Efficient phage-mediated pigment biosynthesis in oceanic cyanobacteria. Academic Article uri icon


  • Although the oceanic cyanobacterium Prochlorococcus harvests light with a chlorophyll antenna [1-3] rather than with the phycobilisomes that are typical of cyanobacteria, some strains express genes that are remnants of the ancestral Synechococcus phycobilisomes [4]. Similarly, some Prochlorococcus cyanophages, which often harbor photosynthesis-related genes [5], also carry homologs of phycobilisome pigment biosynthesis genes [6, 7]. Here, we investigate four such genes in two cyanophages that both infect abundant Prochlorococcus strains [8]: homologs of heme oxygenase (ho1), 15,16-dihydrobiliverdin:ferredoxin oxidoreductase (pebA), ferredoxin (petF) in the myovirus P-SSM2, and a phycocyanobilin:ferredoxin oxidoreductase (pcyA) homolog in the myovirus P-SSM4. We demonstrate that the phage homologs mimic the respective host activities, with the exception of the divergent phage PebA homolog. In this case, the phage PebA single-handedly catalyzes a reaction for which uninfected host cells require two consecutive enzymes, PebA and PebB. We thus renamed the phage enzyme phycoerythrobilin synthase (PebS). This gene, and other pigment biosynthesis genes encoded by P-SSM2 (petF and ho1), are transcribed during infection, suggesting that they can improve phage fitness. Analyses of global ocean metagenomes show that PcyA and Ho1 occur in both cyanobacteria and their phages, whereas the novel PebS-encoding gene is exclusive to phages.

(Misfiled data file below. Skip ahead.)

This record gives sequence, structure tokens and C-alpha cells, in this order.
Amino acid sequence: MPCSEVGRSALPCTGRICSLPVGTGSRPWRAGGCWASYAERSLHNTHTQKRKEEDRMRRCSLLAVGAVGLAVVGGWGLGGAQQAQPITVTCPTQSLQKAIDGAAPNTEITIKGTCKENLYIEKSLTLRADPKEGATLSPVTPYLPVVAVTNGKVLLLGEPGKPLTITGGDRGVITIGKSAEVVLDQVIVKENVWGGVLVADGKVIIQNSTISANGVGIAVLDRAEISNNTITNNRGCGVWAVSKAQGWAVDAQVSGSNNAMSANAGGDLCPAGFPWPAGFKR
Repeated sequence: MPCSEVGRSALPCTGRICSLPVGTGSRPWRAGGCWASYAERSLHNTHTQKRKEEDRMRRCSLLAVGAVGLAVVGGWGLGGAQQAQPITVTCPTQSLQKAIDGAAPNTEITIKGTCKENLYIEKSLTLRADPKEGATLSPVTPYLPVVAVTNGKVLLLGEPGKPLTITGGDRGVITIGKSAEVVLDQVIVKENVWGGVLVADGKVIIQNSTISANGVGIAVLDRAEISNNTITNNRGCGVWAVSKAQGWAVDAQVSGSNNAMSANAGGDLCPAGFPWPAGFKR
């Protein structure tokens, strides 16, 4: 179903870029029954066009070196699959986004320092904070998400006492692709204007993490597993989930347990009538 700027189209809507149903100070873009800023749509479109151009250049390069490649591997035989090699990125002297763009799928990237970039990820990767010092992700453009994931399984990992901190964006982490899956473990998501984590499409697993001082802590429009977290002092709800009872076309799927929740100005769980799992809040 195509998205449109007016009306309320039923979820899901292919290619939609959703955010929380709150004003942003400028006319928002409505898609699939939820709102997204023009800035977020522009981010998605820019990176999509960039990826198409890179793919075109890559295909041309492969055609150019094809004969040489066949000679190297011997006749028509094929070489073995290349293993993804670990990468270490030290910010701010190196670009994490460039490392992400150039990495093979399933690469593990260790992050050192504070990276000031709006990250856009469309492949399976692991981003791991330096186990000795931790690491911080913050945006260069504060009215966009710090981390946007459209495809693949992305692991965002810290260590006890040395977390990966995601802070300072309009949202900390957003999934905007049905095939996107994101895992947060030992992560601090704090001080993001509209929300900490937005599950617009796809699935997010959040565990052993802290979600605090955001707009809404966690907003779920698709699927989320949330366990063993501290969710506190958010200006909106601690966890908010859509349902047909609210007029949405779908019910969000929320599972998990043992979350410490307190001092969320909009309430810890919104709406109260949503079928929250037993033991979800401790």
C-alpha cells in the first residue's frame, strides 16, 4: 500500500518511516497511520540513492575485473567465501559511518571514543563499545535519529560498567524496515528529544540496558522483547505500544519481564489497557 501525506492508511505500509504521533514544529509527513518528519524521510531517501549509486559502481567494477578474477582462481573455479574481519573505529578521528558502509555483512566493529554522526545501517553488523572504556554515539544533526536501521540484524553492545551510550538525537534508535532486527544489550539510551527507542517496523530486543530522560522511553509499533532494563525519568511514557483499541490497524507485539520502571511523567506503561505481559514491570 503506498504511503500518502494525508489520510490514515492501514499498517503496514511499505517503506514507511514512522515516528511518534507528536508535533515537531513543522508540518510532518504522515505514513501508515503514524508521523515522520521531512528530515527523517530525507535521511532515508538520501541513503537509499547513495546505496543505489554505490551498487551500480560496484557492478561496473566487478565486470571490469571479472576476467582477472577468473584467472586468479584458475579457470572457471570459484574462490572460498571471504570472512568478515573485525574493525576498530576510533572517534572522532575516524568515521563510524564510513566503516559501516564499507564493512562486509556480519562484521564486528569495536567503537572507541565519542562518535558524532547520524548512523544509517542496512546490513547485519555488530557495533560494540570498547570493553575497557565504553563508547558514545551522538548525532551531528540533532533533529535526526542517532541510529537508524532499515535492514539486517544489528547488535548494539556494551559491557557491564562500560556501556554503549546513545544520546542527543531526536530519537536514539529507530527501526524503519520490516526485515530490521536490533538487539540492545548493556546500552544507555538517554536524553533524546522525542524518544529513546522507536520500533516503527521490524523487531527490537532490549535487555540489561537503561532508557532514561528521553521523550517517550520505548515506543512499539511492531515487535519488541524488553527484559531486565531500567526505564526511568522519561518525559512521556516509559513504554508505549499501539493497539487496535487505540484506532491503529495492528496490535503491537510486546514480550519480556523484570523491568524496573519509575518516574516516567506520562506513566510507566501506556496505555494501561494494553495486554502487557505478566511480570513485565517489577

publication date

  • March 25, 2008